Earlier, the court heard evidence about a white car, allegedly an Audi, that passed a stranded bakkie a group fleeing farm workers used. Jan Koopman, owner of the white Nissan 1400 bakkie, told the court there was no other vehicle on the road accept for two police cars.
“No, there was no Audi, I was freaked out,” he replied in cross-examination to defence counsel Willem Coetzee. On Tuesday, various farm workers and their friends testified about their activities on Good Friday 2012.
Northern Cape Judge President Frans Kgomo is hearing evidence in the murder trail of a boy accused of murdering Steenkamp, 44, his wife Christelle, 43, and daughter Marthella, 14.
They were murdered around 6pm on April 6 on the their farm Naauwhoek, near Griekwastad. Koopman, also known as “Makazol” locally, apparently told police that an Audi had passed them on the Naauwhoek road and smashed his bakkie’s side mirror.
Investigators could not find any evidence of this. “Abagail testified that there was a vehicle?” Coetzee asked. Koopman replied: “She was very intoxicated and sat in the middle.” He said he eventually got his head together, and later told police the truth.
He told the court the stains found on the bakkie were his blood as he injured himself trying to fix the exhaust. Earlier, Abagail Pieterse, known as “Poppie”, told the court Koopman’s bakkie never had rear-view mirrors, as they were broken off long ago.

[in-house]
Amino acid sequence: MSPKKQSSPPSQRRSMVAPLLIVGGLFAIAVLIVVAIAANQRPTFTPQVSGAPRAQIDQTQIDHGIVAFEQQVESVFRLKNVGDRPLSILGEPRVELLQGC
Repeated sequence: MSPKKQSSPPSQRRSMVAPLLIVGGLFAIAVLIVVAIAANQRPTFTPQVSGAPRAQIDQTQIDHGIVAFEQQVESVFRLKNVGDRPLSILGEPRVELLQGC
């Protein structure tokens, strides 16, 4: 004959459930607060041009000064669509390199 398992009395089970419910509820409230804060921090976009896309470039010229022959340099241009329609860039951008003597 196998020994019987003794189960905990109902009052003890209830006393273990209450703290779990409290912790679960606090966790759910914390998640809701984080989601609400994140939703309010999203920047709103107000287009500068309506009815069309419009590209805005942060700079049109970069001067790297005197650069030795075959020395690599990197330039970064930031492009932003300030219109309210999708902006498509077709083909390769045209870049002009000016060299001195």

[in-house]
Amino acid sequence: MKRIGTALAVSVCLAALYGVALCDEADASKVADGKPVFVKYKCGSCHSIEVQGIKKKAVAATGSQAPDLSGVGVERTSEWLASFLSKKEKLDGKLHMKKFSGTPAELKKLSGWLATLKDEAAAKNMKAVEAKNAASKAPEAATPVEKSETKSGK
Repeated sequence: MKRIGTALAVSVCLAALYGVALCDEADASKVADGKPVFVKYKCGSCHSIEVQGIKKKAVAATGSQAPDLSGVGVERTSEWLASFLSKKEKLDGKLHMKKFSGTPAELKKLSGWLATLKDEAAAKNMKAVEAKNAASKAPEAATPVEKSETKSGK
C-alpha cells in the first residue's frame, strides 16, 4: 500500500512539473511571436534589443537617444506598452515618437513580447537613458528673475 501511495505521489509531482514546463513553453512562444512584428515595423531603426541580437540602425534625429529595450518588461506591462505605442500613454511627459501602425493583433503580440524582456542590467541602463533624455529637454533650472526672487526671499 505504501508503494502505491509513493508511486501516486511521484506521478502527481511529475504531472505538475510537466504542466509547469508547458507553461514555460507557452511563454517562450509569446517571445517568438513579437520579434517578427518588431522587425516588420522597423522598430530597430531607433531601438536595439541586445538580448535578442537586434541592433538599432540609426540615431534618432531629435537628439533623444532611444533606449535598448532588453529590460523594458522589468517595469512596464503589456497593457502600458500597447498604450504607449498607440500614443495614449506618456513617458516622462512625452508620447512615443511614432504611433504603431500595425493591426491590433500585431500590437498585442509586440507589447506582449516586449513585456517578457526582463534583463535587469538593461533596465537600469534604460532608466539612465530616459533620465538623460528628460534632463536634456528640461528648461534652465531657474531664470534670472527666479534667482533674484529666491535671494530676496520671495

The court heard the workers of the Steenkamp farm started drinking home-made beer on the morning of Good Friday in Griekwastad. They went to town with the Steenkamps, who were on their way to church.
State witness Martha Watermond, who is known in Griekwastad as “Voetpad”, said she worked in the house on the farm and baked cookies. Christelle Steenkamp had a cookie business on the farm.
Watermond testified that she spent some time in town. She and another farmworker’s wife, Katrina, then bought petrol worth R40 for Makazol, to take them back to the farm in his bakkie.
“We would take ‘gemmer’ out,” she said, explaining that gemmer was a home-made beer. “You get drunk if you drink that,” she said.
Watermond told the court that, by the time they left town with Koopman, they were already drunk. During the testimony, Kgomo interrupted to ask whether they ate in between the drinking. Watermond replied that they had something earlier that day.
Testifying about what happened at the police station later that night, Watermond said she passed out there on hearing of the Steenkamp murders.
“I shock (sic) myself sober,” she said. She woke up in hospital the next day. The court heard that the drinking continued at the farmworkers’ house at Naauwhoek.
Farmworker Abraham van Rooy, known as “Ou Hen”, testified that they started Good Friday by checking on the traps set for jackal and caracal. Before leaving for town, Deon Steenkamp had visited his house to hear about the traps.
Another farmworker, Jannie Ludick, testified that the sheepdogs on the Steenkamp farm would bark when anybody visited the house.